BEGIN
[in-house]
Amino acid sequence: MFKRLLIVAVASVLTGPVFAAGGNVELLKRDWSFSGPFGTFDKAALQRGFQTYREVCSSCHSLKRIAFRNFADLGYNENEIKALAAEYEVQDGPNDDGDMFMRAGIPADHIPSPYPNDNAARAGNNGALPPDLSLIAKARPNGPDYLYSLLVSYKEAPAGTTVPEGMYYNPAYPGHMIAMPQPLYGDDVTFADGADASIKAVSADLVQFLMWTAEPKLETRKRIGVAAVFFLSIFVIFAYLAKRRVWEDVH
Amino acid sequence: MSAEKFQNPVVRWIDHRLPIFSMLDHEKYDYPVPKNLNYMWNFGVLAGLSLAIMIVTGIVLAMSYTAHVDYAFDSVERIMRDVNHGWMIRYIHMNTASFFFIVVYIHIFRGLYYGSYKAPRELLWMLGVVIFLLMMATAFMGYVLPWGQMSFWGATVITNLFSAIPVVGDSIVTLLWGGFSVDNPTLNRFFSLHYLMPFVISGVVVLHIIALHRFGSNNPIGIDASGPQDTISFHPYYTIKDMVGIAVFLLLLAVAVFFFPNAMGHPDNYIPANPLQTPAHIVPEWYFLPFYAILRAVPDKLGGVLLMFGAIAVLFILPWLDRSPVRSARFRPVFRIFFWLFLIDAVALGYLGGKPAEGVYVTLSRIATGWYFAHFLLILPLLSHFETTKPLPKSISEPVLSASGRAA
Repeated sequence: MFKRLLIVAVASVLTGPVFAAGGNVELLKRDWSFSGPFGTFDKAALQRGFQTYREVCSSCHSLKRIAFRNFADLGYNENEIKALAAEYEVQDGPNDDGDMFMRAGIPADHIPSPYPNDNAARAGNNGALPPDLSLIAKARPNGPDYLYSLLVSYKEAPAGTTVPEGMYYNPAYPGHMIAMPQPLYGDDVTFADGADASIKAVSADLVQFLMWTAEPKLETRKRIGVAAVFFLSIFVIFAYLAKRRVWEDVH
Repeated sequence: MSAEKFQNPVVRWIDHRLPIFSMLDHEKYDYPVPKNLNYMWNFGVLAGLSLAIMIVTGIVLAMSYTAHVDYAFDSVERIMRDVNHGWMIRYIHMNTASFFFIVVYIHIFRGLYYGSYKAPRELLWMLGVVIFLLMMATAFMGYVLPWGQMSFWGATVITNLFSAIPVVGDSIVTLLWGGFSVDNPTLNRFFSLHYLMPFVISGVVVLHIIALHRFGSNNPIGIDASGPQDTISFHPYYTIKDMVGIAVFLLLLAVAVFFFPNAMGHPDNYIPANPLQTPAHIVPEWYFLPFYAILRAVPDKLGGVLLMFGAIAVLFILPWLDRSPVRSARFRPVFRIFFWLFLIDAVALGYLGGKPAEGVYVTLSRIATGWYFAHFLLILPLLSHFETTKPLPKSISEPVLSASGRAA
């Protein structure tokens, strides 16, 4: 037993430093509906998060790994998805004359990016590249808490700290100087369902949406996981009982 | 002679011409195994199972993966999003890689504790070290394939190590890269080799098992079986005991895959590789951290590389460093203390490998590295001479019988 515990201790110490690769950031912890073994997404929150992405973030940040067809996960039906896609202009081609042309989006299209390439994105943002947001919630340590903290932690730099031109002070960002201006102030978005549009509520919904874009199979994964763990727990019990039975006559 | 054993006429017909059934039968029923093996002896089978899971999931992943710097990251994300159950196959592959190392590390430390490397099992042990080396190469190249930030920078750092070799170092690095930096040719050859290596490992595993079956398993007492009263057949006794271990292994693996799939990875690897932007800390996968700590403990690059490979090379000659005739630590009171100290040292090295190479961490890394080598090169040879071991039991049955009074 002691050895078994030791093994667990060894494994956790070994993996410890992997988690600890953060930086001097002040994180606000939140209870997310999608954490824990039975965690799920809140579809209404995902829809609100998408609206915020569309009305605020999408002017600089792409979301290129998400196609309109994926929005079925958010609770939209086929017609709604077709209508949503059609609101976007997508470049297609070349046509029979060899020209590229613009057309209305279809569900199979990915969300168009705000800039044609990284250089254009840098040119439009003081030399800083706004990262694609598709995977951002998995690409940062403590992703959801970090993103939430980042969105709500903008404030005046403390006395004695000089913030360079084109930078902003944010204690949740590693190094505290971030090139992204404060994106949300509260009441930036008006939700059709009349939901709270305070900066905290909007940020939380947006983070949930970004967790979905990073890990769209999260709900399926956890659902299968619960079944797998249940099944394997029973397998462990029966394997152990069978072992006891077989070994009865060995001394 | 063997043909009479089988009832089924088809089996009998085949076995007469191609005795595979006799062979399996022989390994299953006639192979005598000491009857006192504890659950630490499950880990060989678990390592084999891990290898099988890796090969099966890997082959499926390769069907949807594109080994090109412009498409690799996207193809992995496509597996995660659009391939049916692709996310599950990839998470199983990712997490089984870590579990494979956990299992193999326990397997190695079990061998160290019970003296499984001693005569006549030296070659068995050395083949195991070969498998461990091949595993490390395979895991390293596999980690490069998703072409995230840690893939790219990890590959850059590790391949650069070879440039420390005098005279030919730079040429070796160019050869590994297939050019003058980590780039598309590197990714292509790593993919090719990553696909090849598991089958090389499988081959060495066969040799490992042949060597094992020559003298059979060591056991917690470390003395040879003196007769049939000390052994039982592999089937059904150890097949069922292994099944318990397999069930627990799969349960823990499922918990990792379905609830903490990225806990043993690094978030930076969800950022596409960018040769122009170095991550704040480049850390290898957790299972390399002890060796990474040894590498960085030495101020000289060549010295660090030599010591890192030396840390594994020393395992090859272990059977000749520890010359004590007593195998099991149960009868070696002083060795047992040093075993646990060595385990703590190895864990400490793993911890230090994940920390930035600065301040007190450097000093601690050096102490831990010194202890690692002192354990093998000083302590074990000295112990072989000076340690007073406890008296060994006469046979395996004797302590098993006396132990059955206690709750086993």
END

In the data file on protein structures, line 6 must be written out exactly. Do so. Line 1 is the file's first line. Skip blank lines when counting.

């Protein structure tokens, strides 16, 4: 037993430093509906998060790994998805004359990016590249808490700290100087369902949406996981009982 | 002679011409195994199972993966999003890689504790070290394939190590890269080799098992079986005991895959590789951290590389460093203390490998590295001479019988 515990201790110490690769950031912890073994997404929150992405973030940040067809996960039906896609202009081609042309989006299209390439994105943002947001919630340590903290932690730099031109002070960002201006102030978005549009509520919904874009199979994964763990727990019990039975006559 | 054993006429017909059934039968029923093996002896089978899971999931992943710097990251994300159950196959592959190392590390430390490397099992042990080396190469190249930030920078750092070799170092690095930096040719050859290596490992595993079956398993007492009263057949006794271990292994693996799939990875690897932007800390996968700590403990690059490979090379000659005739630590009171100290040292090295190479961490890394080598090169040879071991039991049955009074 002691050895078994030791093994667990060894494994956790070994993996410890992997988690600890953060930086001097002040994180606000939140209870997310999608954490824990039975965690799920809140579809209404995902829809609100998408609206915020569309009305605020999408002017600089792409979301290129998400196609309109994926929005079925958010609770939209086929017609709604077709209508949503059609609101976007997508470049297609070349046509029979060899020209590229613009057309209305279809569900199979990915969300168009705000800039044609990284250089254009840098040119439009003081030399800083706004990262694609598709995977951002998995690409940062403590992703959801970090993103939430980042969105709500903008404030005046403390006395004695000089913030360079084109930078902003944010204690949740590693190094505290971030090139992204404060994106949300509260009441930036008006939700059709009349939901709270305070900066905290909007940020939380947006983070949930970004967790979905990073890990769209999260709900399926956890659902299968619960079944797998249940099944394997029973397998462990029966394997152990069978072992006891077989070994009865060995001394 | 063997043909009479089988009832089924088809089996009998085949076995007469191609005795595979006799062979399996022989390994299953006639192979005598000491009857006192504890659950630490499950880990060989678990390592084999891990290898099988890796090969099966890997082959499926390769069907949807594109080994090109412009498409690799996207193809992995496509597996995660659009391939049916692709996310599950990839998470199983990712997490089984870590579990494979956990299992193999326990397997190695079990061998160290019970003296499984001693005569006549030296070659068995050395083949195991070969498998461990091949595993490390395979895991390293596999980690490069998703072409995230840690893939790219990890590959850059590790391949650069070879440039420390005098005279030919730079040429070796160019050869590994297939050019003058980590780039598309590197990714292509790593993919090719990553696909090849598991089958090389499988081959060495066969040799490992042949060597094992020559003298059979060591056991917690470390003395040879003196007769049939000390052994039982592999089937059904150890097949069922292994099944318990397999069930627990799969349960823990499922918990990792379905609830903490990225806990043993690094978030930076969800950022596409960018040769122009170095991550704040480049850390290898957790299972390399002890060796990474040894590498960085030495101020000289060549010295660090030599010591890192030396840390594994020393395992090859272990059977000749520890010359004590007593195998099991149960009868070696002083060795047992040093075993646990060595385990703590190895864990400490793993911890230090994940920390930035600065301040007190450097000093601690050096102490831990010194202890690692002192354990093998000083302590074990000295112990072989000076340690007073406890008296060994006469046979395996004797302590098993006396132990059955206690709750086993």